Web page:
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Who detonated violence in the Middle East? 


Khaleej Times

11 July 2003

ALTHOUGH extremism is an ancient mindset exercised by many individuals, groups and even states, it has become one of the prominent expressions in the recent international political and social lexicon over the past decade. This expression is articulated primarily for a one goal being sought by many and achieved by a few.

It has been labelled to groups and societies described as 'Islamic' and then to states and even 'Islam' itself as a religion. The said goal was being sought out by certain powers to codify legislations, dye certain procedures with legitimacy to achieve long-term goals or to fabricate justification for other actions starting from imposing sanctions, to forfeiting properties or hunting persons and ending in military invasion.

I will not be defending Islam against these false accusations here, not because I am not a cleric, but also any observable fact speaks of itself through the ideology or philosophy on which it is built, which is an easy matter to realise the essence of Islam, simply for the reason that you will not be confused referring to various scripts or stipulations that on one occasion can be consistent and on other occasions contradictory; all what you need is to merely browse through the Holy Quran, and flip through the prophetic narrations, Hadith. The Holy Quran is the divine manual and constitution bearing, the ideology of the religion, while the prophetic narrations are the feasible practice and exercise of such spirit and ideology. Only any approach or practice brought to light within these two tools is to be considered or attributed to Islam. Any person or group drifting away from the purview of the Holy Quran and prophetic narrations or mixes up principles and goals shall belong to another schema. Such mix-up can be caused by economic, social political or even criminal factors.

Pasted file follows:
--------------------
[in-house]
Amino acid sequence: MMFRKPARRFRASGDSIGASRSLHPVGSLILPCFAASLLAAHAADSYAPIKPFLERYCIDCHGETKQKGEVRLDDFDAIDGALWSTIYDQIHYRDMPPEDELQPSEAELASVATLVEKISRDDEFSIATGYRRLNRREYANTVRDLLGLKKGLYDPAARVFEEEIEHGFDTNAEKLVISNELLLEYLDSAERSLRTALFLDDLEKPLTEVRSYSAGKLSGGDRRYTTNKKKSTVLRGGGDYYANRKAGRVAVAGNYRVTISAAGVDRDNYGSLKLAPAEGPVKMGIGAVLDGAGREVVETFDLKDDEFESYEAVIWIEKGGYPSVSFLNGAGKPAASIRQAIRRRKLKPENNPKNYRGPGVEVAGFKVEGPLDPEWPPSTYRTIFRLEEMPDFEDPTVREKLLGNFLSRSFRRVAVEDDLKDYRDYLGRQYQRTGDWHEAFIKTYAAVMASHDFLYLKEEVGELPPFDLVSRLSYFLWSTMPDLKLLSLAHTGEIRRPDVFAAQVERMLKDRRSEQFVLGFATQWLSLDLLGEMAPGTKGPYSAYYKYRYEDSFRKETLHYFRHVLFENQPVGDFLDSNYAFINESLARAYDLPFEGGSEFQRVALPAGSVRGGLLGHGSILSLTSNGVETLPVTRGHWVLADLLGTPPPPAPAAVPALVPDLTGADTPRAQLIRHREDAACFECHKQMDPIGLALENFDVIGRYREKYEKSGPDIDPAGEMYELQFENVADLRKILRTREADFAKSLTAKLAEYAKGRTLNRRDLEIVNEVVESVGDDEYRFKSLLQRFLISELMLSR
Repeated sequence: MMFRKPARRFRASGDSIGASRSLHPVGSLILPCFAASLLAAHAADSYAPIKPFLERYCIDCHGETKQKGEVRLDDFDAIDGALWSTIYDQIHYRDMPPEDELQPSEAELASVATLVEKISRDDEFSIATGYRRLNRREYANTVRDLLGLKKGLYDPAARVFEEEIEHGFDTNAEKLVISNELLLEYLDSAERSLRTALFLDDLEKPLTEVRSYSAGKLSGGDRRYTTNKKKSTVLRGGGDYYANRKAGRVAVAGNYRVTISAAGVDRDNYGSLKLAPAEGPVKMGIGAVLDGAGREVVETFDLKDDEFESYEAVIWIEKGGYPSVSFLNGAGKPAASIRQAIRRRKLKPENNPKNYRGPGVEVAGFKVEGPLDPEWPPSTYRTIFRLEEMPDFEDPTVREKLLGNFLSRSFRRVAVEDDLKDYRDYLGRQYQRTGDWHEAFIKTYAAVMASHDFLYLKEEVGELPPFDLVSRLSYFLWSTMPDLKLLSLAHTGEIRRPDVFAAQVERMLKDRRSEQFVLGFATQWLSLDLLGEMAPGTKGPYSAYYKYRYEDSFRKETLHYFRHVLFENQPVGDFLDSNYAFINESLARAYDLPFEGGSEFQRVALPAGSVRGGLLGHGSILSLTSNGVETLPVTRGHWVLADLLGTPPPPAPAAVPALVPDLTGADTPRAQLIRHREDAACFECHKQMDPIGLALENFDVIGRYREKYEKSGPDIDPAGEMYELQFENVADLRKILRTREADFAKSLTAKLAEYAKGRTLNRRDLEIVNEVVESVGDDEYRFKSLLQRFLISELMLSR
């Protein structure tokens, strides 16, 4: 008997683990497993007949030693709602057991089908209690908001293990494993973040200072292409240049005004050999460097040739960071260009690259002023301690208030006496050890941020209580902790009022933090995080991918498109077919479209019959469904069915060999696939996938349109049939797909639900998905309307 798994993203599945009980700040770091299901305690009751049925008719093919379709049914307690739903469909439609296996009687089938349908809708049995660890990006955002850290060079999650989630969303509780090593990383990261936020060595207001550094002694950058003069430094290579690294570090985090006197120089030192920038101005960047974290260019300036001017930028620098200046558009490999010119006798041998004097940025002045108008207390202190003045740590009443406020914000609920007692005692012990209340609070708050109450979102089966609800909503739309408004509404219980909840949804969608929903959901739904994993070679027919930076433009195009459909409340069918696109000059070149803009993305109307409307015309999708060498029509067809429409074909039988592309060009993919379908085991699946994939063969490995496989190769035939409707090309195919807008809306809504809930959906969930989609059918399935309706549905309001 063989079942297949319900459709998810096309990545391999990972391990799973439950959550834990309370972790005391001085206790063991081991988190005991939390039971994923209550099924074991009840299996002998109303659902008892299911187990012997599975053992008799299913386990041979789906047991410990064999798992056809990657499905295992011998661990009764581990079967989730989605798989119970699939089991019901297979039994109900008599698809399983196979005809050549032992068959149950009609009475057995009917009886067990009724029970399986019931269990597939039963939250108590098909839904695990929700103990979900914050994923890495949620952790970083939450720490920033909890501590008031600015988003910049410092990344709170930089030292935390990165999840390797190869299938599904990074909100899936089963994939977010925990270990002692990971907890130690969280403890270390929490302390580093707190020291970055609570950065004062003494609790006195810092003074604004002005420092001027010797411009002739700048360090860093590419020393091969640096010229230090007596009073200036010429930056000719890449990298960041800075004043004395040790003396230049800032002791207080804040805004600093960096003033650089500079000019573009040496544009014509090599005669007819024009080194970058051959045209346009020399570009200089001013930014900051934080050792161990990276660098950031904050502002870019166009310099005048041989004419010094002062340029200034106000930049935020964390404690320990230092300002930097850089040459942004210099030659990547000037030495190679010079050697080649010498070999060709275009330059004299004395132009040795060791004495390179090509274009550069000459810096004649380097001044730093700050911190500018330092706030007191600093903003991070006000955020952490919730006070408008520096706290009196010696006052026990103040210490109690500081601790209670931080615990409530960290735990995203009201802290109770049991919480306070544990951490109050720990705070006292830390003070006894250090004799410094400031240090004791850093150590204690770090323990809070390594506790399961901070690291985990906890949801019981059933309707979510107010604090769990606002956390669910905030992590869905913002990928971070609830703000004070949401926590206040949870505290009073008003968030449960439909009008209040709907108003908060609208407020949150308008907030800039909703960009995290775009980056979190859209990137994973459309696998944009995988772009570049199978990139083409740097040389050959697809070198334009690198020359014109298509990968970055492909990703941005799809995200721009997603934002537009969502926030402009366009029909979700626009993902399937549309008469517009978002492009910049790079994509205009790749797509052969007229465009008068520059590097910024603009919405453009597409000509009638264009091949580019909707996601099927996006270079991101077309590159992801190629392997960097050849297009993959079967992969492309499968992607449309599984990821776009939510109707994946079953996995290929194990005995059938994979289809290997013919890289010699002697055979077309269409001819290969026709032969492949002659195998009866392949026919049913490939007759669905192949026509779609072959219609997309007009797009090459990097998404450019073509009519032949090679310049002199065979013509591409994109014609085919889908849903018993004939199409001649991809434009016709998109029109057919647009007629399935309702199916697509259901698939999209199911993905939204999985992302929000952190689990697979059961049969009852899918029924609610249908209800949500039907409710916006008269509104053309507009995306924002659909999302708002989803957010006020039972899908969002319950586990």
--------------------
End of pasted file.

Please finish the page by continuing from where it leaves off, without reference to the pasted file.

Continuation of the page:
Here, I will lay bare certain examples from verses of the Holy Quran and Hadiths to express the entity of Islam and show its being, principles, ideology, definite orders and restrictions.

Allah, praise and glory to Him, says in His holy book, verse no. 190, Al Baqara Surah: "Fight in the cause of God those who fight you, but do not transgress limit; for God loveth not transgressors." This verse proves that permission for fighting is given for self-defence; as peace is the core of relationship between Muslims and others, while war, being incidental, is governed by clear-cut rules and motives, namely defending selves, religion, and property. Once the genuine cause of fighting is absent, fighting should come to an end. This is upheld by verse 193 in the same Surah: "And fight then on until there is no more tumult or oppression, and there prevail justice and faith in God; but if they cease, let there be no hostility except to those who practice oppression."